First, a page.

Last month we looked at the importance of having a Vision and what it should be. But how do we execute this Vision practically?
First, Getting Connected with God
I believe one of my primary roles as your Pastor is to help you the people discover and connect with God, and implement the vision that God has given each one of you for your lives. Just as we are told in Ephesians 4:12, the job of the pastor is “…to prepare God’s people for works of service, so that the body of Christ may be built up.” Now that’s a passage that is neither obscure nor taken out of context. Thus, part of the vision of “Getting Connected” for Koinonia Fellowship includes inspiring each other to get more connected to God in order to get a vision for each one of our own lives and ministries. Then each one of our visions and plans runs parallel to and in conjunction with the vision for the church, and not against it.
Great leaders don’t just ask others to only support their vision, but they also ask, “How can I help others reach their vision?” When people get connected with God and they start listening to Him through His word, they start seeing His vision for their lives. I want us to be a community of believers who are so closely connected to God that we allow individual visions to thrive in the church. Then we will see God melt these visions together under the one, big vision for the church, and we will witness an “only-God-can-do-this” occurrence. I desperately want us to be getting connected as a community of believers: connecting to God in worship, in our hearts and as a church; connecting to each other in fellowship together; and connecting to those in the community.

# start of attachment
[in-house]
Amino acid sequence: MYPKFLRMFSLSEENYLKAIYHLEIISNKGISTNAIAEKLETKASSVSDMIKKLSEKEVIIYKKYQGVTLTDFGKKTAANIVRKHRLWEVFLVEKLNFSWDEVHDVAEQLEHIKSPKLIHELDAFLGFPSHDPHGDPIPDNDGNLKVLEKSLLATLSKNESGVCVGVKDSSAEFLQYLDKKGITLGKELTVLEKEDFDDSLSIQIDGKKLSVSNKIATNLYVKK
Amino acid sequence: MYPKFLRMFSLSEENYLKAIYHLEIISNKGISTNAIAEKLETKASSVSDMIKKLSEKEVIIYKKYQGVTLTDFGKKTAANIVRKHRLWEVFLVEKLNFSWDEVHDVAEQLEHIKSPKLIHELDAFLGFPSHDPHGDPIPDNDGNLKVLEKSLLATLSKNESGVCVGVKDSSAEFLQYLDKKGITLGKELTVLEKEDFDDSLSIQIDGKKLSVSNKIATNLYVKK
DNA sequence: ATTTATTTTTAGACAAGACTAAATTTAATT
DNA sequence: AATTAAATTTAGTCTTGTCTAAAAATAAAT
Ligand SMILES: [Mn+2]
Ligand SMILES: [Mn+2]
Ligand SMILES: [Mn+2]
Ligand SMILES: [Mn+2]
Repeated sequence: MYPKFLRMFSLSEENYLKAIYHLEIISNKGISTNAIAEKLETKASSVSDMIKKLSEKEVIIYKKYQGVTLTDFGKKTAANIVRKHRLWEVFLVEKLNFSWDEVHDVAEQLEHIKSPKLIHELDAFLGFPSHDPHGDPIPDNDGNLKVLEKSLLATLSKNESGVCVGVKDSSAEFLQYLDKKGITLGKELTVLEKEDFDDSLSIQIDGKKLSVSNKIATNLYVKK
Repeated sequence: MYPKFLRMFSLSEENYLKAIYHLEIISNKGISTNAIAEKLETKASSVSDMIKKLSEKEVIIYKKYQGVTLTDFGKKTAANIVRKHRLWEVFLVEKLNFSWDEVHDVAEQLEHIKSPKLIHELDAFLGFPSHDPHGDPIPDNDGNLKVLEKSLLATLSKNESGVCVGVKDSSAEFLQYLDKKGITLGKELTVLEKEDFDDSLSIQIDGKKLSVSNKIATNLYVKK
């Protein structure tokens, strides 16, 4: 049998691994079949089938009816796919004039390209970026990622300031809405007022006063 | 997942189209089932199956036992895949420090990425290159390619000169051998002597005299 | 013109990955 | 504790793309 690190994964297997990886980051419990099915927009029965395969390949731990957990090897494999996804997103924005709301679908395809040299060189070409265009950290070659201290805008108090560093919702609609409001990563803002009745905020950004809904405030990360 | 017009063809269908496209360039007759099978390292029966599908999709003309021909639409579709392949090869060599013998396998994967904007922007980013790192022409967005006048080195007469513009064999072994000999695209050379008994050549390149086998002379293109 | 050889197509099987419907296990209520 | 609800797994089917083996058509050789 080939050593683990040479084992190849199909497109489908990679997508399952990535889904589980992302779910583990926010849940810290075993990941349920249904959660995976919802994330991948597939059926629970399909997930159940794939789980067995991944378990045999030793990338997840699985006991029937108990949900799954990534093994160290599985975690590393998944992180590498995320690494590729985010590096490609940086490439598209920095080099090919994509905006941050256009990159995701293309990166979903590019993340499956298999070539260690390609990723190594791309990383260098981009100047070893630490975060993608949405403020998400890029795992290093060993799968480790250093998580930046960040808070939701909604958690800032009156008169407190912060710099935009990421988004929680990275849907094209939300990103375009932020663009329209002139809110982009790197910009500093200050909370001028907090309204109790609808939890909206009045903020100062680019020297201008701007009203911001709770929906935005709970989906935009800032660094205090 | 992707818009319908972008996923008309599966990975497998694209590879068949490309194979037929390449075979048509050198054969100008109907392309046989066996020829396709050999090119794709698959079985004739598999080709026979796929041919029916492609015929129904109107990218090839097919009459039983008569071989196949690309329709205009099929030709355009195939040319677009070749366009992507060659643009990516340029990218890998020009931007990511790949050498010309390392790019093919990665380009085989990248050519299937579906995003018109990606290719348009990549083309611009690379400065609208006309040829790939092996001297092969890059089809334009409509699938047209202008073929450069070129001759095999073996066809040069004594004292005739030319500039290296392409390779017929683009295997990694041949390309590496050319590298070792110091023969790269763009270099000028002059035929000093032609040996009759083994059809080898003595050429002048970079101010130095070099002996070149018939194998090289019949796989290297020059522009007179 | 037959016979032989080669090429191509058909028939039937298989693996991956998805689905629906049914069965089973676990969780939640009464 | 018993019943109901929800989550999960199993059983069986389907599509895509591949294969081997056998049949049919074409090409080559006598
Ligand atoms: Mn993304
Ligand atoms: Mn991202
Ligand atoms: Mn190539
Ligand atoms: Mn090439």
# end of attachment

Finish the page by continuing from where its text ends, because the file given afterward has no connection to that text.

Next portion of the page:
Second, Getting Connected with Each Other
John 13:34,35: “A new command I give you: Love one another. As I have loved you, so you must love one another. By this everyone will know that you are My disciples, if you love one another.” Why is that important? Why focus on being connected through fellowship, attaining unity and a relational connection? Well, the main reason is that, as we read in our text, Jesus has commanded it.